I wrote a story about a kid who is really into Halloween. And I drew on a lot of my memories of growing up on Staten Island: boat yards, scary old ladies in the neighborhood, trick-or-treating well after sunset. And always looking for the perfect costume. The sketches worked their way in as promos on TV for various movie releases and TV shows "coming soon" or being featured on a cable channels' "Fright Fest." It was really a cute story, with a lot of goofy, fun elements.
Then came the era of Amazon self-publishing. I started taking some of my scripts and adapting them into novellas. "Halloweenies" was one of them. Of course, changes were made. For one, I converted the family into the same family from my "Christmas Carol" script, figuring I'd create a book trilogy, since Amazon authors seem to like doing that so much. So, I reverse-engineered the story to be a prequel to my Christmas tale (thinking I'd adapt that later. Still waiting). I also changed the delivery method for the Halloween skits. I feel it's more organic to the story, plus it set up one of the characters for the next two stories (if there was a need for the next two stories). The whole thing came together pretty well, in my estimation. You can see for yourself by buying Halloweenies at Amazon.com. I've gotten very nice reactions to it.
As a sneak preview, I've come upon one of the sketches I had written that wound up in the book. I really liked this premise. It started as a radio bit. I thought I really nailed the voice of the movie. And it was done as a commercial parody because, again, I had to work within the 2 minute maximum limit. I loved the title mash-up with the Abbott & Costello movie. After radio passed on it, I redid it for a comedy troupe, but it didn't pass their muster, for stage or video. It was too tricky, choppy and short for stage and too costly for video. So, I bumped an older bit from the book to make room for our next presentation:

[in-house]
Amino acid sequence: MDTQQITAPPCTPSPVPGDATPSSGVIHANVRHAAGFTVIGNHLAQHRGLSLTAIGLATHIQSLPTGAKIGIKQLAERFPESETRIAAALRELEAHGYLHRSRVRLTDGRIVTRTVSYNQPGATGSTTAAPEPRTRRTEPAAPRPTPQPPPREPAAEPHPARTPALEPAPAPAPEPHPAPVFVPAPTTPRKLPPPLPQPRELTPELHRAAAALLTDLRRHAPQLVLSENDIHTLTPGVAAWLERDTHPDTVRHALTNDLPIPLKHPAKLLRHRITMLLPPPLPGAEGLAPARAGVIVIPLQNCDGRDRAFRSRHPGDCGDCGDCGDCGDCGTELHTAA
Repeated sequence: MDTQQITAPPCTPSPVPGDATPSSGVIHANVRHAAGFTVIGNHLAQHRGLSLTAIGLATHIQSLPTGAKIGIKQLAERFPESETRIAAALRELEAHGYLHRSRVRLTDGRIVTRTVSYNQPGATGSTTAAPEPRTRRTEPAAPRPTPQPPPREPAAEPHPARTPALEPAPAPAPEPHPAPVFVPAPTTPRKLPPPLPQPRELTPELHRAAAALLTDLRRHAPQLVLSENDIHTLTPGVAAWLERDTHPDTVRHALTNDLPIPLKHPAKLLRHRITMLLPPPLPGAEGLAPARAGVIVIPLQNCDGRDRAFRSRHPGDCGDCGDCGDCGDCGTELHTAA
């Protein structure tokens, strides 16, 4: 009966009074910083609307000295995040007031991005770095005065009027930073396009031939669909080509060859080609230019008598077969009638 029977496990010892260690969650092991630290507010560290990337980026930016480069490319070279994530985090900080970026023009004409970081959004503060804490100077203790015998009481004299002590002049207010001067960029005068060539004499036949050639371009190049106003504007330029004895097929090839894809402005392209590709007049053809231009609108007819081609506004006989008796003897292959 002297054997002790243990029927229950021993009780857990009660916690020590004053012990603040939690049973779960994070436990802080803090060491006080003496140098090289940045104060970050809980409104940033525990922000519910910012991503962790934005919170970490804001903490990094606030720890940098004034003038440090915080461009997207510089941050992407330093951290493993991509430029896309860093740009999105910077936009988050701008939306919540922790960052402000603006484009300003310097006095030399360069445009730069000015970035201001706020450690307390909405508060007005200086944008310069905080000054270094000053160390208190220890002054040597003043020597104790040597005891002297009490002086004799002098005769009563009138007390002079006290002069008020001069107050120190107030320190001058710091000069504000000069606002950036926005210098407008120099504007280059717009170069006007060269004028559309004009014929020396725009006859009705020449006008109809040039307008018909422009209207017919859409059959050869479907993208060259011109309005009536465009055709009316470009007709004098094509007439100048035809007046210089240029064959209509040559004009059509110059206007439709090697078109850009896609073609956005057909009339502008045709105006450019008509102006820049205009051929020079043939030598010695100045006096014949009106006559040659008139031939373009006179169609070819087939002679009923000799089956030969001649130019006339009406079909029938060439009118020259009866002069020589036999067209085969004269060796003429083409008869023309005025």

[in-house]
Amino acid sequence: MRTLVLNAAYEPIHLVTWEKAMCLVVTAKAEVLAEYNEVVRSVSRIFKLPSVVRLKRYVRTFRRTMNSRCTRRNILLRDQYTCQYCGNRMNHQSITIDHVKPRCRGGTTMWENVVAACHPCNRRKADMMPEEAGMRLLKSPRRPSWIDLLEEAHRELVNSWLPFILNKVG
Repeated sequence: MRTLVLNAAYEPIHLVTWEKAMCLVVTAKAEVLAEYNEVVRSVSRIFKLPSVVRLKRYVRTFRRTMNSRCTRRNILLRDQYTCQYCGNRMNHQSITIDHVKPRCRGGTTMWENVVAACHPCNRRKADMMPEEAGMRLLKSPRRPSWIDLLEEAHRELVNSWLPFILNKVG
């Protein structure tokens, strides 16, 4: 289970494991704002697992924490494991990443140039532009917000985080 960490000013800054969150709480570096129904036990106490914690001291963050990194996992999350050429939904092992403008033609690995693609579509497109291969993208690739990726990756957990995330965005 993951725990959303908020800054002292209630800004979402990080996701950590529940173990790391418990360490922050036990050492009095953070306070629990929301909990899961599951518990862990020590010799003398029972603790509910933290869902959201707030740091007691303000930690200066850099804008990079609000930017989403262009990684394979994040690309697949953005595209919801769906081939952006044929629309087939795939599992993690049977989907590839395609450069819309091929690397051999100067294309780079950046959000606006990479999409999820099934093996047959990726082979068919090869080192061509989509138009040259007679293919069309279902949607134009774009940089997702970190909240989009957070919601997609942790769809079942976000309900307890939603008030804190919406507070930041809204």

When Harry Met Frankenstein
SALLY: I specifically told you to take Mockingbird Lane and not take the old county road.
HARRY: Where have I heard that before? Oh, right, five minutes ago the last time you said it.
SALLY: It’s still true.
HARRY: Look, the GPS said this was a short cut. There was no way to tell the bridge washed out. It’s a GPS, not an ESP. So sue me.
SALLY: Does the GPS say there are any lawyers nearby?
HARRY: Look, there’s a big mansion there, we’ll go there, call Triple A and be on our way.
(They get out and go to door and knock. The door opens. There is Frankenstein’s monster.)
ANNOUNCER: Your favorite couple, Harry and Sally are back! Only now, instead of facing intimacy problems, they’re facing monsters in “When Harry Met Frankenstein.”
(The Monster is lying down as DRACULA and Sally talk.)
DRACULA: Yes, he’s a good monster, but his brain is evil. I need to replace it with a more pliant mind.
SALLY: Oh, I know what you mean, Count. Harry was that way, thought who he was, Mr. Big Macho Guy, but I finally got him to come around and realize who’s boss.
DRACULA: Really? Interesting.
ANNOUNCER: What happens when best friends become lovers and then become victims?
(Sally sits and Harry paces back and forth.)
HARRY: He came after me with a knife, like a crazed moil!
SALLY: Where? I didn’t see him. You’re letting your imagination run away with you.
HARRY: I saw what I saw when I saw it!
ANNOUNCER: And you thought dating was scary! “When Harry Met Frankenstein” coming soon to a theater near you.
(Monster and Dracula come up behind Harry.)
HARRY: Hey, Sally!!!!